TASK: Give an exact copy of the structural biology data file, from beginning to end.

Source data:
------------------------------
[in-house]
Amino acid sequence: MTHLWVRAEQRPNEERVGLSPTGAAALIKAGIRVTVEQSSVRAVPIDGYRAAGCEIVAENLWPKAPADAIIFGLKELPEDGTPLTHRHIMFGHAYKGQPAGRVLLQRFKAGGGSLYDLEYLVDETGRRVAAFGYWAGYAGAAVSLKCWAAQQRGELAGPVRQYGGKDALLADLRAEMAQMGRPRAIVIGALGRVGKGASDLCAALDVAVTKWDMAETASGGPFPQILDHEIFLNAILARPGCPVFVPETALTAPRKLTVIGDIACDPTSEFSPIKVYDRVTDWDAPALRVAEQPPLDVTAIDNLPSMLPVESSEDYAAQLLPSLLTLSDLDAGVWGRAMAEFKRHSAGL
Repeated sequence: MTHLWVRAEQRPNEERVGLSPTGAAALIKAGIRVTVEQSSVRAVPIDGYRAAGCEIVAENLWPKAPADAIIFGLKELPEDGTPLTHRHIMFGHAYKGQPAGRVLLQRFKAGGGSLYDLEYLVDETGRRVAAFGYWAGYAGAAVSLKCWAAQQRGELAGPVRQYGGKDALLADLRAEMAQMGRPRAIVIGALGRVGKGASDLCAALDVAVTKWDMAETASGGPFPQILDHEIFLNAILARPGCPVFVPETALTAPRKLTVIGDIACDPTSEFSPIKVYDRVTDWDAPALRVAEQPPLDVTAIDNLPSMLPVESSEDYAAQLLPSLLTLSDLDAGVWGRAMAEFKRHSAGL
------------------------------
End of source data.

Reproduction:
[in-house]
Amino acid sequence: MTHLWVRAEQRPNEERVGLSPTGAAALIKAGIRVTVEQSSVRAVPIDGYRAAGCEIVAENLWPKAPADAIIFGLKELPEDGTPLTHRHIMFGHAYKGQPAGRVLLQRFKAGGGSLYDLEYLVDETGRRVAAFGYWAGYAGAAVSLKCWAAQQRGELAGPVRQYGGKDALLADLRAEMAQMGRPRAIVIGALGRVGKGASDLCAALDVAVTKWDMAETASGGPFPQILDHEIFLNAILARPGCPVFVPETALTAPRKLTVIGDIACDPTSEFSPIKVYDRVTDWDAPALRVAEQPPLDVTAIDNLPSMLPVESSEDYAAQLLPSLLTLSDLDAGVWGRAMAEFKRHSAGL
Repeated sequence: MTHLWVRAEQRPNEERVGLSPTGAAALIKAGIRVTVEQSSVRAVPIDGYRAAGCEIVAENLWPKAPADAIIFGLKELPEDGTPLTHRHIMFGHAYKGQPAGRVLLQRFKAGGGSLYDLEYLVDETGRRVAAFGYWAGYAGAAVSLKCWAAQQRGELAGPVRQYGGKDALLADLRAEMAQMGRPRAIVIGALGRVGKGASDLCAALDVAVTKWDMAETASGGPFPQILDHEIFLNAILARPGCPVFVPETALTAPRKLTVIGDIACDPTSEFSPIKVYDRVTDWDAPALRVAEQPPLDVTAIDNLPSMLPVESSEDYAAQLLPSLLTLSDLDAGVWGRAMAEFKRHSAGL